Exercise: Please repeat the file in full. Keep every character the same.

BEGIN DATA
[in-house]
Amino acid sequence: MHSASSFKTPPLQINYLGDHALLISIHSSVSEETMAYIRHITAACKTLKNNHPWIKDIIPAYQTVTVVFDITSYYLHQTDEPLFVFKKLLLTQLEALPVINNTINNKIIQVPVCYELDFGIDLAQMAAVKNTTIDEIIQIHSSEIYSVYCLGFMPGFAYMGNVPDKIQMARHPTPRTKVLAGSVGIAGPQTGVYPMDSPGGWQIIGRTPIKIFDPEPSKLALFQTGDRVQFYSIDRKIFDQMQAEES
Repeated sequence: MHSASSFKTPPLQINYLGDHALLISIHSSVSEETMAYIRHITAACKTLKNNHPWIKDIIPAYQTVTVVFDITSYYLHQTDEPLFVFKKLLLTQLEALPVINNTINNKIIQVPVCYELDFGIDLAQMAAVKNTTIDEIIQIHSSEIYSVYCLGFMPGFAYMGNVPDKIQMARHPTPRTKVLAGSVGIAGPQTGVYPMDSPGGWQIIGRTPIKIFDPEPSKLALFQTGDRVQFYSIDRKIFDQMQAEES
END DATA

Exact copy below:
[in-house]
Amino acid sequence: MHSASSFKTPPLQINYLGDHALLISIHSSVSEETMAYIRHITAACKTLKNNHPWIKDIIPAYQTVTVVFDITSYYLHQTDEPLFVFKKLLLTQLEALPVINNTINNKIIQVPVCYELDFGIDLAQMAAVKNTTIDEIIQIHSSEIYSVYCLGFMPGFAYMGNVPDKIQMARHPTPRTKVLAGSVGIAGPQTGVYPMDSPGGWQIIGRTPIKIFDPEPSKLALFQTGDRVQFYSIDRKIFDQMQAEES
Repeated sequence: MHSASSFKTPPLQINYLGDHALLISIHSSVSEETMAYIRHITAACKTLKNNHPWIKDIIPAYQTVTVVFDITSYYLHQTDEPLFVFKKLLLTQLEALPVINNTINNKIIQVPVCYELDFGIDLAQMAAVKNTTIDEIIQIHSSEIYSVYCLGFMPGFAYMGNVPDKIQMARHPTPRTKVLAGSVGIAGPQTGVYPMDSPGGWQIIGRTPIKIFDPEPSKLALFQTGDRVQFYSIDRKIFDQMQAEES